Reactive Airway Disease Symptoms You Should Know
The reactive airway disease symptoms are almost similar with asthma. This is probably the reason why many people and even health care professionals mistakenly classify the illness as a form of asthma. But the two are not the same. Reactive airway disease (RAD) is non-contagious in nature. It results from the inhalation of respiratory irritants which cause the airways to swell and release high amounts of mucous. Unlike regular asthma attack, the reactive airway disease symptoms can come and go. For children diagnosed with RAD, the illness develops to asthma later in life.
There are several possible causes for the appearance of the reactive airway disease symptoms. The cause may come singly or in combination. Irritating chemicals like exposure to sulfur products is the leading cause of RAD attack among adults. It may also be due to strong odors like perfume or emotional distress. For children, the reactive airway disease symptoms come from respiratory irritants such as mildew, dust, pollen, burning wood smoke and cigarette smoke. Because it is very common in cold places, it is hypothesized that changes in weather conditions might also contribute to the illness.
The reactive airway disease symptoms vary depending on the severity of the attack. But generally, the following are the most common signs observed among patients.
Coughing is one of the classic reactive airway disease symptoms. It is actually the defense mechanism of the body to get rid of irritants and the excess mucous in the respiratory tract. The dry cough may go on for several weeks to months and may worsen without medication. One notable observation during the severe cases is the presence of chest retractions. The sign is highly observable among children. Every breath causes their chest to pull in between the skin.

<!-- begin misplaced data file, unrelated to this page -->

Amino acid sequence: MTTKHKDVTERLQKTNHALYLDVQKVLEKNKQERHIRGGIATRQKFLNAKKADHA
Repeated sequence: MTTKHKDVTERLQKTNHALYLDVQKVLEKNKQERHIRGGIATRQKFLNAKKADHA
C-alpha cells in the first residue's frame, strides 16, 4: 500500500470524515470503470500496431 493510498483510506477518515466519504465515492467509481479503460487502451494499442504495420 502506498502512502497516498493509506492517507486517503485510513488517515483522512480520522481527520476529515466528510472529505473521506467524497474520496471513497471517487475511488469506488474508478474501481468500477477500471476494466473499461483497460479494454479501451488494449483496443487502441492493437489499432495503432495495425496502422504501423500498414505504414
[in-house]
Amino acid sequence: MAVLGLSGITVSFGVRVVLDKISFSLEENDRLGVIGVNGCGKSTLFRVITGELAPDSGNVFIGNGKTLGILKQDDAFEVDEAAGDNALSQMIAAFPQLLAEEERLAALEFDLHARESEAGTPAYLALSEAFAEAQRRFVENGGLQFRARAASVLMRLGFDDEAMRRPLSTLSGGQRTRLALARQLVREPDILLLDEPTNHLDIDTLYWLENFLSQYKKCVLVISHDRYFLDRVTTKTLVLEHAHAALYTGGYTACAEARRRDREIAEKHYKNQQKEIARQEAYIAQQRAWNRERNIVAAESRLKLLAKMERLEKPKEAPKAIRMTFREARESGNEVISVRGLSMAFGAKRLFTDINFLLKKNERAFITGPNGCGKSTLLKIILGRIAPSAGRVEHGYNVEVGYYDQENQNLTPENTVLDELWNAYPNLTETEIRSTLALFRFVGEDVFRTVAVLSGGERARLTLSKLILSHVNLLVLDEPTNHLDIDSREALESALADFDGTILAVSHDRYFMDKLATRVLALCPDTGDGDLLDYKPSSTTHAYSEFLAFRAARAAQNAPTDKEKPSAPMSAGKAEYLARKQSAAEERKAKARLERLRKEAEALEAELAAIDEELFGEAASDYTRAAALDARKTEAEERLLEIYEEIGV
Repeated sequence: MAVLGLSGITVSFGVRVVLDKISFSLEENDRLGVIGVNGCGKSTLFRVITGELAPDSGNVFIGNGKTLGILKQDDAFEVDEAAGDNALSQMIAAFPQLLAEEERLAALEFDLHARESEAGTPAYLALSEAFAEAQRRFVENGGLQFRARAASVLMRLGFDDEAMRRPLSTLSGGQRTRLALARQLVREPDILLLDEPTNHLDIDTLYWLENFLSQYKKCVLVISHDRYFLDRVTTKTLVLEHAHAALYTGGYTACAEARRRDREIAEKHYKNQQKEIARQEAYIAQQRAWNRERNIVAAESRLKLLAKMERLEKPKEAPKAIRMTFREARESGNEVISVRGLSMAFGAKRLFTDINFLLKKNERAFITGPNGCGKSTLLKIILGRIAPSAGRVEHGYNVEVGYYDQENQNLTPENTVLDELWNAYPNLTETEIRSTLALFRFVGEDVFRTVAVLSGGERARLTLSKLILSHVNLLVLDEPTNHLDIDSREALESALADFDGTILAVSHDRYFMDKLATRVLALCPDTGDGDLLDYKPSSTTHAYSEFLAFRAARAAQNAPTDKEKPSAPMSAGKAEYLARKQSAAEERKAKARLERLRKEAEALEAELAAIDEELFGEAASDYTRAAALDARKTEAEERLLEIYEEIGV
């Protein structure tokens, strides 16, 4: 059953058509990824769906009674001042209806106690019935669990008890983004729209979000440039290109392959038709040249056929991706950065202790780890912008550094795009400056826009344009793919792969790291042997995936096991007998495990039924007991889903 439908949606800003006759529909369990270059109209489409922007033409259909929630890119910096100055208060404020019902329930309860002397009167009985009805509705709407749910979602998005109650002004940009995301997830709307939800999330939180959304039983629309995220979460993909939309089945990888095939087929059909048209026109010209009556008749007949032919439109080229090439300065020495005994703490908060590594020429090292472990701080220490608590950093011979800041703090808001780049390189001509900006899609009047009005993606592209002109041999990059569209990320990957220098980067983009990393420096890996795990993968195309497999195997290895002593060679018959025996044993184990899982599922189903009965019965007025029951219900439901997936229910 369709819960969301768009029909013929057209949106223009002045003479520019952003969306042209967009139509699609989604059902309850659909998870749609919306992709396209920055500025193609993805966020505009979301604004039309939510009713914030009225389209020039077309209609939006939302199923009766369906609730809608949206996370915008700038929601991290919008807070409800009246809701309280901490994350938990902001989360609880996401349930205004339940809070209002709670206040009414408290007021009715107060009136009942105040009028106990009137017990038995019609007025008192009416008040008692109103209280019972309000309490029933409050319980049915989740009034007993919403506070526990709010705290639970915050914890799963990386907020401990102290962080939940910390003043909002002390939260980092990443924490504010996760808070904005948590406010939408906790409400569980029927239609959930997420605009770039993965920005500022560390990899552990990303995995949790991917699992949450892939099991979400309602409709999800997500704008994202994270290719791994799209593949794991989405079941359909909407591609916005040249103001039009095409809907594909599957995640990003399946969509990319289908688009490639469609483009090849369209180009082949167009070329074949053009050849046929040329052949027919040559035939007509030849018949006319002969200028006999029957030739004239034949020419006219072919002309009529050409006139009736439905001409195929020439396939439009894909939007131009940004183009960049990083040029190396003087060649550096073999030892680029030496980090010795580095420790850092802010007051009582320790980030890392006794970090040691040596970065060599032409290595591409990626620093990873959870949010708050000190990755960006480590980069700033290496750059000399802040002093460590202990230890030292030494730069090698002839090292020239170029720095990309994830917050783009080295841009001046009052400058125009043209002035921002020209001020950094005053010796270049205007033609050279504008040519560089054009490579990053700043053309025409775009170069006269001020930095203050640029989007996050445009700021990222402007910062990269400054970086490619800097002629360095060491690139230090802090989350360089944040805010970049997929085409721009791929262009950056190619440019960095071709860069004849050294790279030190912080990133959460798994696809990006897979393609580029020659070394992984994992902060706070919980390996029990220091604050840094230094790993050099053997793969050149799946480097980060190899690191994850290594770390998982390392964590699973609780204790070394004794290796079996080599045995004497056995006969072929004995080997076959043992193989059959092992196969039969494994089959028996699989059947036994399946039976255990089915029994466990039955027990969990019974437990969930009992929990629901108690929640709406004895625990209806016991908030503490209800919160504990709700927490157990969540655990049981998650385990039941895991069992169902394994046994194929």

Difficulty of Breathing
Dyspnea, the medical term for difficulty in breathing is another end-stage reactive airway disease symptoms. Patients breathe rapidly and exceed the normal limits of 16-20 breaths per minute. This is to compensate for the reduced oxygen level in the blood. For severe attacks, the dyspnea may lead to life threatening situations and thus, the patient requires oxygen supplementation until normal breathing resumes.
The wheezing as reactive airway disease symptoms may easily be mistaken for the wheezing in asthma. Both are caused by the obstruction and narrow airway passages. The sound may be heard by listening from the back of the patient or with the use of stethoscope.
Swelling of the Respiratory Tract
During the whole duration of the illness, swelling of the respiratory passages combines with the other reactive airway disease symptoms. Again, this is the body’s response to the irritants present. The inflammation leads to a narrower airway and as a result, breathing difficulties occur. To relieve the problem, doctors often prescribe anti-inflammatory drugs and bronchodilators. They can be taken orally or as inhalers. In more severe cases where immediate reaction is required, injection is the preferred administration.